The Scientist

» HIV and developmental biology

Most Recent

image: <em>TS</em> Picks: May 12, 2015

TS Picks: May 12, 2015

By | May 12, 2015

Harnessing rare, natural HIV immunity; face recognition in monkeys; undergraduate genomicists

0 Comments

image: Outsmarting HIV

Outsmarting HIV

By | May 4, 2015

Small molecules that mimic the T-cell surface receptor CD4 could expose the virus to antibody-based immune responses.

0 Comments

image: Attacking AIDS on Many Fronts

Attacking AIDS on Many Fronts

By | May 1, 2015

A close cooperation between science, politics, and economics has helped to control one of history’s most destructive epidemics.  

0 Comments

image: Berlin Activist

Berlin Activist

By | May 1, 2015

Timothy Ray Brown, the first and only patient to ever be cured of AIDS, is bringing his message of hope to the search for a more widespread solution to the AIDS epidemic.

0 Comments

image: Capsule Reviews

Capsule Reviews

By | May 1, 2015

The Genealogy of a Gene, On the Move, The Chimp and the River, and Domesticated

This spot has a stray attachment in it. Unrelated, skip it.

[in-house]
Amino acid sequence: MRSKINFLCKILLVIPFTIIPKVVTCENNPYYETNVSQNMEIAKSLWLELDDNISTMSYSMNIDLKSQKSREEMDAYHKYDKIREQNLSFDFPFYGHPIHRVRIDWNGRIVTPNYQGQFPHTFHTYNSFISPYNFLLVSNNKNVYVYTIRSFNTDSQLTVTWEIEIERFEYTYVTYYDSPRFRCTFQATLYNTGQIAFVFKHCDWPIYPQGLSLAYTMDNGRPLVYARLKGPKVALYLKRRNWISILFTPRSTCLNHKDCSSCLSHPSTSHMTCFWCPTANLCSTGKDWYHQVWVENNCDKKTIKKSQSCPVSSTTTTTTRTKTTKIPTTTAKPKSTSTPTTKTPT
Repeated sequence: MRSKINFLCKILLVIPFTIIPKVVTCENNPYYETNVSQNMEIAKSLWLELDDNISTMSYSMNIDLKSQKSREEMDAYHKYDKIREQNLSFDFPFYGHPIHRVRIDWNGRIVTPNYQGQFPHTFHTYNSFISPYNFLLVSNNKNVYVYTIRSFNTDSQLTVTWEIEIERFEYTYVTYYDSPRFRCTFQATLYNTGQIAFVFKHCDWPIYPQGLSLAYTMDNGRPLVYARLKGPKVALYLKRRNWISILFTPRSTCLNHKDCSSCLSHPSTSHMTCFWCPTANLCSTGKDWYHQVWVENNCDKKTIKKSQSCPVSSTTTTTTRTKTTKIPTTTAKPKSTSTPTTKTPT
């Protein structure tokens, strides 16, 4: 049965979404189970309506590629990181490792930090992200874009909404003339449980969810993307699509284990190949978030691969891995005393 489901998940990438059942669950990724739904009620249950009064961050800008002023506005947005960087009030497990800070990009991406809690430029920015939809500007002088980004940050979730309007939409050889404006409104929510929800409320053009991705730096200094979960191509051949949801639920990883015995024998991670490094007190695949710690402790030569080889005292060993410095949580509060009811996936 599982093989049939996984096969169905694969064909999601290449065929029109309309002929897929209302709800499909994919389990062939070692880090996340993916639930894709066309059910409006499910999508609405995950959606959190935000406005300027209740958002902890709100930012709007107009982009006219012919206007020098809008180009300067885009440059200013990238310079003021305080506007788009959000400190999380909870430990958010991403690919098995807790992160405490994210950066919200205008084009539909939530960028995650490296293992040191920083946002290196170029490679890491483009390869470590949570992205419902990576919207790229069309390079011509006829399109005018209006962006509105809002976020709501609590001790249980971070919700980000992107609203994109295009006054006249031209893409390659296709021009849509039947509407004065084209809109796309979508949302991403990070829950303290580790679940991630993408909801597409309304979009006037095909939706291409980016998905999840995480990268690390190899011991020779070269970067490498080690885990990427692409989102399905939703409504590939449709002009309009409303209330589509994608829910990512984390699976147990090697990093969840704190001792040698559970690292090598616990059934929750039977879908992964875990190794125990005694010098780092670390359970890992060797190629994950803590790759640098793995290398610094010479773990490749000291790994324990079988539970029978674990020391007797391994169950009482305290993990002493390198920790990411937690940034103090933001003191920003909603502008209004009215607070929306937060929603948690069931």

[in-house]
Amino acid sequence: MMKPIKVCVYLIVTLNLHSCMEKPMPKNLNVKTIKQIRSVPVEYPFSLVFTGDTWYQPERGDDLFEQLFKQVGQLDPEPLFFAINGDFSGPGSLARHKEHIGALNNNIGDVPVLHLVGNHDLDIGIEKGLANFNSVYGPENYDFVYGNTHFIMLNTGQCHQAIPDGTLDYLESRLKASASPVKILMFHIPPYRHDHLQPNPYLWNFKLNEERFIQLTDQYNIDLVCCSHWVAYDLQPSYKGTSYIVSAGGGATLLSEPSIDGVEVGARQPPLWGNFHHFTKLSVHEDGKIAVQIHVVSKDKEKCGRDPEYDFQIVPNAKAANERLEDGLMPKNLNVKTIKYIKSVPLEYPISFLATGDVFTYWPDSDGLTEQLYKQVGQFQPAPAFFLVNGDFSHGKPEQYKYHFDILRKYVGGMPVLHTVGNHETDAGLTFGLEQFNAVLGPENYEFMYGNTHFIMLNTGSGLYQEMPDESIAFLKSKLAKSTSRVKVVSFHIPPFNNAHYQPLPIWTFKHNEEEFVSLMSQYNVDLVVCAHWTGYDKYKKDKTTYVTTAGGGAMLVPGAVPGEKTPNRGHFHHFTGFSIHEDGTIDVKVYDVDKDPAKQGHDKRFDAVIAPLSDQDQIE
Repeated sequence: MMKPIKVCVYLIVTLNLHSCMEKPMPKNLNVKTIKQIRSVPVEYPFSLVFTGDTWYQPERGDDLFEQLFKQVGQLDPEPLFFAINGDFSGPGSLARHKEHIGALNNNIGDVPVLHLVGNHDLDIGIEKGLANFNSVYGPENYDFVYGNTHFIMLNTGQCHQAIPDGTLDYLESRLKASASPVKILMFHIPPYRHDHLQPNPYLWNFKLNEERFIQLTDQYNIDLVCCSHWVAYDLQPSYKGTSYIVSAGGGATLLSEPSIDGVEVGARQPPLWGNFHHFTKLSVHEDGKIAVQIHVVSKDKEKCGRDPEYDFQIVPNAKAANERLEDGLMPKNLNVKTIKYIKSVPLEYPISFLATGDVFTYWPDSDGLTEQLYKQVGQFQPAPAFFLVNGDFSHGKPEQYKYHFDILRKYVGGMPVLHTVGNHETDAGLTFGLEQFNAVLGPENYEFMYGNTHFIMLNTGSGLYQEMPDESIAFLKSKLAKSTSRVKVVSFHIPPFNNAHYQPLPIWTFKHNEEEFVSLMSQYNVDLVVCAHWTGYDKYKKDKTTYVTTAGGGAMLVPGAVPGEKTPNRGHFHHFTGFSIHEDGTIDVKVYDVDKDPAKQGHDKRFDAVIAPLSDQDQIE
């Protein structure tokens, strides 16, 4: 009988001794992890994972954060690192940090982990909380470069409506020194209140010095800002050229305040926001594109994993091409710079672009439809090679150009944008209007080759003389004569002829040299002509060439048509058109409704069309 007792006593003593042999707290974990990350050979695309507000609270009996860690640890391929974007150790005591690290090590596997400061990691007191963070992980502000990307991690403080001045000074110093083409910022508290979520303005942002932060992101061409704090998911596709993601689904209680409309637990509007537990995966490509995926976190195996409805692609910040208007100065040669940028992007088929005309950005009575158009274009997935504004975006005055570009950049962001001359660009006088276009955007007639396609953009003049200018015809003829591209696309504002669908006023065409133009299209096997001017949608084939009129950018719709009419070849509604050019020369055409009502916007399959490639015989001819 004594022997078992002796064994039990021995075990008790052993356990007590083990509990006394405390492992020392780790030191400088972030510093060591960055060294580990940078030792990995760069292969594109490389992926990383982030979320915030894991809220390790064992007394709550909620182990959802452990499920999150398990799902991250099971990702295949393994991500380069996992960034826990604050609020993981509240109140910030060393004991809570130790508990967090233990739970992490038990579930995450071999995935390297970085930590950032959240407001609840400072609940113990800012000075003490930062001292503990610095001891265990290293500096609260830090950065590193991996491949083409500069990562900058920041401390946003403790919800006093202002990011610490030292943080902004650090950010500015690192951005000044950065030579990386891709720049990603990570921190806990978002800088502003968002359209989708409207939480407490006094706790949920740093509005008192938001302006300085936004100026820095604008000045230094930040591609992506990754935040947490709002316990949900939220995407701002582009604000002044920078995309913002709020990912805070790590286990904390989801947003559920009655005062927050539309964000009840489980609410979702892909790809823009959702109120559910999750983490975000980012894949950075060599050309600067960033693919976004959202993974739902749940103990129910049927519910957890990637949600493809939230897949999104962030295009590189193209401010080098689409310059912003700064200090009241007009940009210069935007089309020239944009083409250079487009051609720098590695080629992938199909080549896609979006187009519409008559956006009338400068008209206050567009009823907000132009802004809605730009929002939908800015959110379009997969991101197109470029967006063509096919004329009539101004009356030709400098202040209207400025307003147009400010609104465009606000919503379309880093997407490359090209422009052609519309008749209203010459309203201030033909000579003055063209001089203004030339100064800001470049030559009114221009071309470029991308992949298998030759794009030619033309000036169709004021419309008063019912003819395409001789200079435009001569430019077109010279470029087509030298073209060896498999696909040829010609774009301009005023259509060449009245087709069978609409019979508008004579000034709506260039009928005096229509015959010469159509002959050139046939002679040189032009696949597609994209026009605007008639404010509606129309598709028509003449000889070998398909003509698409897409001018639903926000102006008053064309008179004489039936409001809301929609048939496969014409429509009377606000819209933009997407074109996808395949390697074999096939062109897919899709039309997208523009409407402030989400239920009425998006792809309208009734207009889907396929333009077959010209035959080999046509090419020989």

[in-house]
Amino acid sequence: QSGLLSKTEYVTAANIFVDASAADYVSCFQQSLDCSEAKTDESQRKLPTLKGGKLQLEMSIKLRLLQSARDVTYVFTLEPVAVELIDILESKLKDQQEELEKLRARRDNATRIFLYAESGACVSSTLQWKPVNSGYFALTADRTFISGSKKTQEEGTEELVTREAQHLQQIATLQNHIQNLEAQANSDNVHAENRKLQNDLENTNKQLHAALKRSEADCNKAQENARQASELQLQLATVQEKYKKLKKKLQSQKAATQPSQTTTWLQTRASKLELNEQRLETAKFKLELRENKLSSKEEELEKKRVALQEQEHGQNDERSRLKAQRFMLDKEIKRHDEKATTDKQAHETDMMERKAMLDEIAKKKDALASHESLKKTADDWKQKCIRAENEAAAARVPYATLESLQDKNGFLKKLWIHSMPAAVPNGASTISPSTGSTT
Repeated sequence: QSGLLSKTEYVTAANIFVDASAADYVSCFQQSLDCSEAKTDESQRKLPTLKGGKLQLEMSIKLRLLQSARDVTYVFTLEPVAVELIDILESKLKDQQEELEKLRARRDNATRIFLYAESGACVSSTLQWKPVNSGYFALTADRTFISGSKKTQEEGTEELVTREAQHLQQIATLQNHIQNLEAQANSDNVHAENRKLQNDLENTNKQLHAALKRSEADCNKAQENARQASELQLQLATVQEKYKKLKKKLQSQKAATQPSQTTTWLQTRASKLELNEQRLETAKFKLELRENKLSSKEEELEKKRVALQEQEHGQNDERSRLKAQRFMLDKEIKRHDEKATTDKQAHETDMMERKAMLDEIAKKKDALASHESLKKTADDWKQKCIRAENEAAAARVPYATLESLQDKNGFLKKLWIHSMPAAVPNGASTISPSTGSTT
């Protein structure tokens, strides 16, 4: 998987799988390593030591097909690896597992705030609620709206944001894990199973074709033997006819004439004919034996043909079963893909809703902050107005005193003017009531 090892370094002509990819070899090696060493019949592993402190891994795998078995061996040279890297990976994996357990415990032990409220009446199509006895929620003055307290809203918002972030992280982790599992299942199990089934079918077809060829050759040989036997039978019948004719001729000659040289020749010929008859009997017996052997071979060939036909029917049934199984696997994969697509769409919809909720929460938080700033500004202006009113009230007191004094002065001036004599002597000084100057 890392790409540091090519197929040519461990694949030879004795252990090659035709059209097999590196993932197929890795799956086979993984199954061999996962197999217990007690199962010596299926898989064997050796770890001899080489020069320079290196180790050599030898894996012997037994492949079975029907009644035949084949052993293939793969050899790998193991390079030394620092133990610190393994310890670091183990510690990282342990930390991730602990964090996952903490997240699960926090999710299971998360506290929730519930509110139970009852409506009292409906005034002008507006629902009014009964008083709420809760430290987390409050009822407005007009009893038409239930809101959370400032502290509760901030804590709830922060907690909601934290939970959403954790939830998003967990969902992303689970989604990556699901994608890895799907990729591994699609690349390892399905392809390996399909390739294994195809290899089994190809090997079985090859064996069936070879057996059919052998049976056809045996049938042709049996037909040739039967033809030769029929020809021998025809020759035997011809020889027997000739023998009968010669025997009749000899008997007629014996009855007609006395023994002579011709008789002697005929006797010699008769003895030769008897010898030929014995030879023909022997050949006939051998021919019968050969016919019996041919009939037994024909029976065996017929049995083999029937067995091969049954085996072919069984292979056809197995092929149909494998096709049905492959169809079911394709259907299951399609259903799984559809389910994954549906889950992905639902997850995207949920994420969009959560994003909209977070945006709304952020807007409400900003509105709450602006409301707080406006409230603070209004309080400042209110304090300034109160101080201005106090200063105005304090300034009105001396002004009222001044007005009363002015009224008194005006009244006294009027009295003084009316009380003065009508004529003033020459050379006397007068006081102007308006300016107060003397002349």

0 Comments

image: Contributors

Contributors

By | May 1, 2015

Meet some of the people featured in the May 2015 issue of The Scientist.

0 Comments

image: Filippos Porichis: Immunoregulator

Filippos Porichis: Immunoregulator

By | May 1, 2015

Principal Investigator, Ragon Institute of MGH, MIT, and Harvard. Age: 33

0 Comments

image: Hidden Menace

Hidden Menace

By , and | May 1, 2015

Curing HIV means finding and eradicating viruses still lurking in the shadows.

3 Comments

image: Hiding in the Haystack

Hiding in the Haystack

By | May 1, 2015

Encouraging developments in HIV research

0 Comments

image: HIV in the Internet Age

HIV in the Internet Age

By | May 1, 2015

Social networking sites may facilitate the spread of sexually transmitted disease, but these sites also serve as effective education and prevention tools.

0 Comments

Popular Now

  1. Next Generation: Nanotube Scaffolds Reconnect Spinal Neurons
  2. Mapping the Human Connectome
    Daily News Mapping the Human Connectome

    A new map of human cortex combines data from multiple imaging modalities and comprises 180 distinct regions.

  3. Will Organs-in-a-Dish Ever Replace Animal Models?
  4. Your Office Has a Distinct Microbiome
RayBiotech